Ravens may seek `D' line upgrade

Penn State's Kennedy appears to be best value for team's pick at No. 10

Nfl Draft

Pro Football

April 21, 2003|By Jamison Hensley | Jamison Hensley,SUN STAFF

Rex Ryan recently pulled Ravens general manager Ozzie Newsome into his office to give him a dozen reasons not to forget about him this weekend.

Ryan, the Ravens' defensive line coach, had written down the names of the 12 opposing running backs on the team's schedule next season. It's a list that contains six of the NFL's top 10 rushers from this past season and one influential message: Think about the defensive line heading into the NFL draft Saturday and Sunday.

After replacing their entire defensive front from a year ago, the Ravens would probably like to find an upgrade for nose tackle Kelly Gregg and defensive end Adalius Thomas.

With the 10th pick in the draft, the best value at defensive line is Penn State's Jimmy Kennedy, who would play end in the Ravens' 3-4 scheme.

A disruptive cog in the interior, Kennedy, 6 feet 4 and 323 pounds, has drawn comparisons to ex-Raven Sam Adams because of his combination of size and quickness.

"Right now, I believe I am the best at my position," said Kennedy, who visited the Ravens' practice complex last week. "I just have to train and learn in the NFL, and hopefully I can prove that."

Projected as a top-five pick earlier this year, Kennedy hurt his stock with an average on-campus workout. His time in the 40-yard dash (5.23 seconds) disappointed many scouts.

The biggest reason Kennedy might not fall to the Ravens at the 10th pick would be interest from the Minnesota Vikings, who select three spots ahead of the Ravens.

"He has probably as much physical ability as anybody in the draft," Ravens director of college scouting Eric DeCosta said. "He plays faster on tape than what he ran in workout. He's been dominant on tape in stretches."

The best fit for the Ravens is Kentucky defensive tackle Dewayne Robertson.

But the Ravens' chances of landing him dropped with the disappointing workouts of Kennedy and Arizona State defensive end Terrell Suggs. As those prospects fell, Robertson became a fast riser and is now strongly linked to the Chicago Bears at the No. 4 pick.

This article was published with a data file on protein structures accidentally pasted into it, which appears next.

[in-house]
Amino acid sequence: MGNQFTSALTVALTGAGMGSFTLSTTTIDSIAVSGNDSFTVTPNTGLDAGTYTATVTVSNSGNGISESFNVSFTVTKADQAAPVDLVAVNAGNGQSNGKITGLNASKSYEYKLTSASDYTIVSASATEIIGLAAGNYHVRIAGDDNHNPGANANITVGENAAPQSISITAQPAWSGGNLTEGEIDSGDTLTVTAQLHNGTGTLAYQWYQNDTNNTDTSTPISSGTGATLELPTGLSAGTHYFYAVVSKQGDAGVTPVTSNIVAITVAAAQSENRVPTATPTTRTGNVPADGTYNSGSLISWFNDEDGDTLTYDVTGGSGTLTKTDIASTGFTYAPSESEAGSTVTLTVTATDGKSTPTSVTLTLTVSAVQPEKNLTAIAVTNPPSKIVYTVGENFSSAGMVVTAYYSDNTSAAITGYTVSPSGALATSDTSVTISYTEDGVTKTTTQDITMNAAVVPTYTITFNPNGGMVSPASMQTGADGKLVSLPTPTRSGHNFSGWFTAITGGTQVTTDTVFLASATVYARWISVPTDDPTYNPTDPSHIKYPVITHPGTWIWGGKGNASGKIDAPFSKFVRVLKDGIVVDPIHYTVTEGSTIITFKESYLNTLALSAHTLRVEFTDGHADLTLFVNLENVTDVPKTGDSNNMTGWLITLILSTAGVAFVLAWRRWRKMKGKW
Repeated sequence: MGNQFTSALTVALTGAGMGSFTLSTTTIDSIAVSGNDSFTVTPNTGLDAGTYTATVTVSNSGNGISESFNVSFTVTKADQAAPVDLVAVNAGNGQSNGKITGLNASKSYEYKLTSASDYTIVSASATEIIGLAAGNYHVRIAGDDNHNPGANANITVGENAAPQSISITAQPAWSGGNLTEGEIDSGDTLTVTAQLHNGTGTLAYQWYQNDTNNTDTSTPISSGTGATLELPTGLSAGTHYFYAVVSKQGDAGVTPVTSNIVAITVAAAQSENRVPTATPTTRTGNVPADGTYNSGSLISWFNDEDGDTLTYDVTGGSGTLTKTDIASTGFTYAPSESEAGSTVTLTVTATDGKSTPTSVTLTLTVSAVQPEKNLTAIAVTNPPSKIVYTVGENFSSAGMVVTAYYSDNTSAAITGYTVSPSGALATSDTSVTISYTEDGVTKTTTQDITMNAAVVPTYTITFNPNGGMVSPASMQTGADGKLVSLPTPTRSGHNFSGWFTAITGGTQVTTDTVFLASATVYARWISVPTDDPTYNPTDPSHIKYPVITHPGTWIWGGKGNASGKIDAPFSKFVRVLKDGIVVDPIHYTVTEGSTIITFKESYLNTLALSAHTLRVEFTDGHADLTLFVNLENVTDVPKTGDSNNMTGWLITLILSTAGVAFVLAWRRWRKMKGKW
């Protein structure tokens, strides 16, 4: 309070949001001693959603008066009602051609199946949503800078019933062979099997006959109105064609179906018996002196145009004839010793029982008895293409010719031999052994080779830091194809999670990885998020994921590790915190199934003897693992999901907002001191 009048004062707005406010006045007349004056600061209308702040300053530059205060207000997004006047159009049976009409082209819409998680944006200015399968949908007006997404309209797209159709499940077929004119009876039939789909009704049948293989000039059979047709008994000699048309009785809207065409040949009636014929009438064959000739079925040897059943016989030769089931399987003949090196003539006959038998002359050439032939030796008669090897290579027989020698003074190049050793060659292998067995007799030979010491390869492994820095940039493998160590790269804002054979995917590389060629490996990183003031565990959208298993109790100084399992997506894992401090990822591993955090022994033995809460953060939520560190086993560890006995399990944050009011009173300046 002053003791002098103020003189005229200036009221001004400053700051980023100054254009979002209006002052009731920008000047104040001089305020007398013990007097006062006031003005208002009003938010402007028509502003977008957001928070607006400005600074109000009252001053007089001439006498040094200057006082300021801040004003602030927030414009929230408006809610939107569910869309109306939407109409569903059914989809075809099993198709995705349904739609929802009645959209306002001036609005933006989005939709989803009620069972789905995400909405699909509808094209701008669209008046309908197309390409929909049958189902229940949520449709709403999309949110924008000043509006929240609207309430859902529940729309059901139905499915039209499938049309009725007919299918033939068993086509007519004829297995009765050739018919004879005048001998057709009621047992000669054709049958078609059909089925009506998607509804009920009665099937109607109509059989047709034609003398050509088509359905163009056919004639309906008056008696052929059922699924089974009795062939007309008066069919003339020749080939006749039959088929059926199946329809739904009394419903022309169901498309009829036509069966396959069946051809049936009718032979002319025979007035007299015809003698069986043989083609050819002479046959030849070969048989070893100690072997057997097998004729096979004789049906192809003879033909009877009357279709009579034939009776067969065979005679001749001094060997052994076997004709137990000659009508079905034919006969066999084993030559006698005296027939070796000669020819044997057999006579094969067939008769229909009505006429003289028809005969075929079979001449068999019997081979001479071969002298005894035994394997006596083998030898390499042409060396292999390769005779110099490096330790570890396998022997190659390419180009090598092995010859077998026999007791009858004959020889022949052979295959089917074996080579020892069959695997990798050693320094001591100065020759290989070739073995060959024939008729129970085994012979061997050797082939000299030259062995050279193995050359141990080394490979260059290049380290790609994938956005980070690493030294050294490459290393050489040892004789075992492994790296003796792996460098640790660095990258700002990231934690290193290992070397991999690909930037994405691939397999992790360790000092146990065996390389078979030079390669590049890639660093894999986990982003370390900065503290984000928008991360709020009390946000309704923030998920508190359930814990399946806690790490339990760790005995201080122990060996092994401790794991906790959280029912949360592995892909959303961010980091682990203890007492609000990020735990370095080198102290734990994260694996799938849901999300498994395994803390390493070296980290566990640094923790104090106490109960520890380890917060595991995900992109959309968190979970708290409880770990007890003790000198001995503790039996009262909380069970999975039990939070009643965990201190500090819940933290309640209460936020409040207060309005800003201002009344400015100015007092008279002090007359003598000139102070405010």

The Ravens, though, had Robertson -- who plays with a rare blend of explosiveness and strength -- as their top-rated lineman this entire offseason.

"He's a perfect example of why I would advocate moving the draft up," Ravens player personnel director Phil Savage said. "On March 15, we could have gotten this guy at 10. Now, we have zero hope."

If the Ravens trade down, there is a possibility of drafting such defensive linemen as Oklahoma State tackle Kevin Williams, Miami end Jerome McDougle and Georgia tackle Johnathan Sullivan.

Like Robertson, Williams has improved his stock and could go anywhere from seventh to the Vikings to the Denver Broncos at No. 20. He was perhaps the best college defensive lineman in the second half of the season.

McDougle, who is best suited as an end in a 4-3 alignment, has possibly the best skills of any pass rusher in the draft. He has proved to be faster than Suggs, who is expected to be taken by the Arizona Cardinals with the sixth pick, but McDougle's statistics last year (seven sacks and 26 hurries) fell below expectations.

Sullivan is the top project of this group after coming out as a junior. He plays with a consistent motor but probably will not become an impact player until 2004.

Having quickness along with a massive frame, Sullivan needs a year to improve his strength before trying to clog up the middle against NFL linemen.

"But down the road," DeCosta said, "he may be the best of the bunch."

If the Ravens wait until the second round, they still could help in beefing up their defensive line.

Linemen who fit their 3-4 scheme are Miami's William Joseph and Ohio State's Kenny Peterson.

Joseph has the potential to play nose tackle, and Peterson is more of an end.

Nebraska's Chris Kelsay, who also visited the Ravens last week, is a question mark in the 3-4 defense. It's debatable whether he has the size to hold up or if he would get driven off the ball.

The Ravens view two Penn State linemen -- Anthony Adams and Michael Haynes -- as fits for a 4-3 defense because of their athleticism. If either one is drafted, the Ravens would probably play more four-man fronts this season.

"There is some depth on the defensive line this year," Savage said. "It's just a matter of which player will fit our specific defense and how they will be utilized."

Draft data

Rounds 1-3: Saturday, noon-10 p.m.

Rounds 4-7: Sunday, 11 a.m.-6 p.m.

TV: ESPN

Ravens' picks: 10, 41, 77, 109, 134, 146, 173, 182, 223, 250, 258

Ravens' picks

A look at the Ravens' history of drafting defensive linemen:

Player, Pos. ....Yr. ....Rd.

Chris Ward, DE...'97...7th

Leland Taylor, DT...'97...7th

Martin Chase, DT...'98...5th

Adalius Thomas, DE...'00... 6th

Cedric Woodard, DT...'00...6th

Dwayne Missouri, DE...'01...7th

Tony Weaver, DE...'02...2nd

Defensive linemen outlook

A look at defensive linemen who may be available for the Ravens' first- and second-round picks:

First round (No. 10)

Name, School...Pos. ...Ht. ...Wt. ...Jamison Hensley's skinny

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